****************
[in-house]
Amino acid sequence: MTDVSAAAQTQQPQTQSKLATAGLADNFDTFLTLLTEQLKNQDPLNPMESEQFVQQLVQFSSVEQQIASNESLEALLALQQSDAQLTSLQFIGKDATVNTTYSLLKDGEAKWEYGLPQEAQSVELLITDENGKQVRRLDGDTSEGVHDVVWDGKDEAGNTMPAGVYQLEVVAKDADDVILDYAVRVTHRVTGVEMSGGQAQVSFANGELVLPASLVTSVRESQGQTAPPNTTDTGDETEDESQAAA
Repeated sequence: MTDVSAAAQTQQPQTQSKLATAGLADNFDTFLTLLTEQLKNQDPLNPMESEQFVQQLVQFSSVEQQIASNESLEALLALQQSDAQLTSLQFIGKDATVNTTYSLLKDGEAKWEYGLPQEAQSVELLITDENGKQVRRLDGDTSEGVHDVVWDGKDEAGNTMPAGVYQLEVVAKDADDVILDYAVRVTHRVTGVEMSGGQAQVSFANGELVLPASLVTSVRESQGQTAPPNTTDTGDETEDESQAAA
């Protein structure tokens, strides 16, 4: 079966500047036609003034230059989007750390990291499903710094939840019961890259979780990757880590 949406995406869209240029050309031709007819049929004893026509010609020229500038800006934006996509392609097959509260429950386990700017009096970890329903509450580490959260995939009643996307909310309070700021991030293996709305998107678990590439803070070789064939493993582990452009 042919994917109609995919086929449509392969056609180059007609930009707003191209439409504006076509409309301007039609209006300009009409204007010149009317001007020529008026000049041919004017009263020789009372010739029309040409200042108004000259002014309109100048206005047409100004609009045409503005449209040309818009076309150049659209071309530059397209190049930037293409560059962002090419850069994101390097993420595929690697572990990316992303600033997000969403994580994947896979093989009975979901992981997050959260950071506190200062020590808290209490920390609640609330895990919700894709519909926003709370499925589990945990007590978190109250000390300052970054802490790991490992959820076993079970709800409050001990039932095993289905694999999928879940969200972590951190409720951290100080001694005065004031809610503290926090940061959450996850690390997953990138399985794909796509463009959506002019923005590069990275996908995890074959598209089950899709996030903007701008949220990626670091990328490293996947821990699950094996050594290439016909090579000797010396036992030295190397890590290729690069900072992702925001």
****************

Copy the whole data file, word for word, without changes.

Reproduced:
[in-house]
Amino acid sequence: MTDVSAAAQTQQPQTQSKLATAGLADNFDTFLTLLTEQLKNQDPLNPMESEQFVQQLVQFSSVEQQIASNESLEALLALQQSDAQLTSLQFIGKDATVNTTYSLLKDGEAKWEYGLPQEAQSVELLITDENGKQVRRLDGDTSEGVHDVVWDGKDEAGNTMPAGVYQLEVVAKDADDVILDYAVRVTHRVTGVEMSGGQAQVSFANGELVLPASLVTSVRESQGQTAPPNTTDTGDETEDESQAAA
Repeated sequence: MTDVSAAAQTQQPQTQSKLATAGLADNFDTFLTLLTEQLKNQDPLNPMESEQFVQQLVQFSSVEQQIASNESLEALLALQQSDAQLTSLQFIGKDATVNTTYSLLKDGEAKWEYGLPQEAQSVELLITDENGKQVRRLDGDTSEGVHDVVWDGKDEAGNTMPAGVYQLEVVAKDADDVILDYAVRVTHRVTGVEMSGGQAQVSFANGELVLPASLVTSVRESQGQTAPPNTTDTGDETEDESQAAA
């Protein structure tokens, strides 16, 4: 079966500047036609003034230059989007750390990291499903710094939840019961890259979780990757880590 949406995406869209240029050309031709007819049929004893026509010609020229500038800006934006996509392609097959509260429950386990700017009096970890329903509450580490959260995939009643996307909310309070700021991030293996709305998107678990590439803070070789064939493993582990452009 042919994917109609995919086929449509392969056609180059007609930009707003191209439409504006076509409309301007039609209006300009009409204007010149009317001007020529008026000049041919004017009263020789009372010739029309040409200042108004000259002014309109100048206005047409100004609009045409503005449209040309818009076309150049659209071309530059397209190049930037293409560059962002090419850069994101390097993420595929690697572990990316992303600033997000969403994580994947896979093989009975979901992981997050959260950071506190200062020590808290209490920390609640609330895990919700894709519909926003709370499925589990945990007590978190109250000390300052970054802490790991490992959820076993079970709800409050001990039932095993289905694999999928879940969200972590951190409720951290100080001694005065004031809610503290926090940061959450996850690390997953990138399985794909796509463009959506002019923005590069990275996908995890074959598209089950899709996030903007701008949220990626670091990328490293996947821990699950094996050594290439016909090579000797010396036992030295190397890590290729690069900072992702925001």